While Trevor Manuel may think South African businesses are cowards by not standing up to the unions, I suspect CEOs are rubbing their hands in glee — because strikes are an ingenious way to deal with overcapacity.
Right now British Airways could do with a strike. It has asked employees to either work for free for a month or take a month of unpaid leave (I know which option I would choose). In South Africa that sort of request would be met with, surprise, surprise, a strike — which would effectively be the same thing.
A series of strikes during a recession is, in fact, such a brilliant concept, it has possibly been conjured up by Nedlac itself. Maybe the negotiations at Nedlac have actually born out a recession strategy which creates a win-win scenario for unions and businesses alike.
With manufacturing figures collapsing, there must be a lot of unwanted working hours to pay for. But companies don’t want to retrench because it is expensive and they will just have to re-hire the workers when the economy recovers.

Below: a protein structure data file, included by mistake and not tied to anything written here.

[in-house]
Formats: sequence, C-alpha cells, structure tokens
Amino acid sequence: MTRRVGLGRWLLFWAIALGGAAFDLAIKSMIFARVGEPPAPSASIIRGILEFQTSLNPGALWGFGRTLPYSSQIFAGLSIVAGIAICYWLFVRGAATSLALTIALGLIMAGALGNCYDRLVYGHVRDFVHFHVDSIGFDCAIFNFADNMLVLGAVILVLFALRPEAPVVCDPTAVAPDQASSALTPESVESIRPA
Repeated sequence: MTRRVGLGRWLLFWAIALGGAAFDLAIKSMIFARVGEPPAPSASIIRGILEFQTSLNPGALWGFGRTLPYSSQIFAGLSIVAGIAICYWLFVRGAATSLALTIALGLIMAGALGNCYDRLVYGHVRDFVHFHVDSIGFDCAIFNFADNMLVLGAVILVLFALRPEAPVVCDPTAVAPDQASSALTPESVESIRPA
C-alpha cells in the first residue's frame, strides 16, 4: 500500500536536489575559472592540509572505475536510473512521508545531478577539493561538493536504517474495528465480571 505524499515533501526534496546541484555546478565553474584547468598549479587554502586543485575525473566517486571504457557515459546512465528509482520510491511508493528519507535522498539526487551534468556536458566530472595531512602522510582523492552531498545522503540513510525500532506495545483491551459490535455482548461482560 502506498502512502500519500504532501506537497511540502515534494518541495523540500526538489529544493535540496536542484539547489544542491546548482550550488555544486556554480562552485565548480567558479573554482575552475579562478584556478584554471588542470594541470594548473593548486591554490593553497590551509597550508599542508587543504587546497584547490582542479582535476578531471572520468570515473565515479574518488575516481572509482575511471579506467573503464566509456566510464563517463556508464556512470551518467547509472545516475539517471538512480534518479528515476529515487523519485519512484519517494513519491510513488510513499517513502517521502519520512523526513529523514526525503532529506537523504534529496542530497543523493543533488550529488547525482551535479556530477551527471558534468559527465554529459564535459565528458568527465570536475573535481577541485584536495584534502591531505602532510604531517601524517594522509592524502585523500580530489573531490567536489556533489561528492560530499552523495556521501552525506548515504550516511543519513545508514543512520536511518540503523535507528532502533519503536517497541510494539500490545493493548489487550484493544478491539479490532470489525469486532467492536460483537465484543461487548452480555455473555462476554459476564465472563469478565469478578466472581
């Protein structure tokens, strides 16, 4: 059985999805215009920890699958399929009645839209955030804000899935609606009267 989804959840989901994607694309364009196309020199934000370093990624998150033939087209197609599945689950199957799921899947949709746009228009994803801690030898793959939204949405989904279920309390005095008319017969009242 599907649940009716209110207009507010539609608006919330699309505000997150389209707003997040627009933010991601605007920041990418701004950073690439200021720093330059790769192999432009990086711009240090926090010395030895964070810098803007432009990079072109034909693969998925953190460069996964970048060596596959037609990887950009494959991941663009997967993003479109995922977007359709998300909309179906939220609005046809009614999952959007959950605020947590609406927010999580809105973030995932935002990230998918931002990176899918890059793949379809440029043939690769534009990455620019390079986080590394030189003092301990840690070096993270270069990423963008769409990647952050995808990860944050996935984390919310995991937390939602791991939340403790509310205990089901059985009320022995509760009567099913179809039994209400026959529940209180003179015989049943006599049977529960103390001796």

Strikes, which operate on a no work, no pay basis, reduce the salary bill for companies while the unions get to look like they are flexing some muscle and remain the working person’s hero.
Take Numsa, for example, who are threatening to strike if Mboweni does not cut the repo rate dramatically.
Numsa knows this is not going to happen — the day our Reserve Bank policy is dictated to by striking unions is the day we can all kiss our pension funds and the economy goodbye, as South Africa’s sovereign rating plummets and foreign investors (and local ones) draw their money out of the country like it’s a ponzi scheme.
But if they do go ahead and strike, they will look like the hero of the working people, and SA Inc won’t have to ask their workers to take unpaid holidays.
Now if only we could find a way to get overpaid CEOs to strike!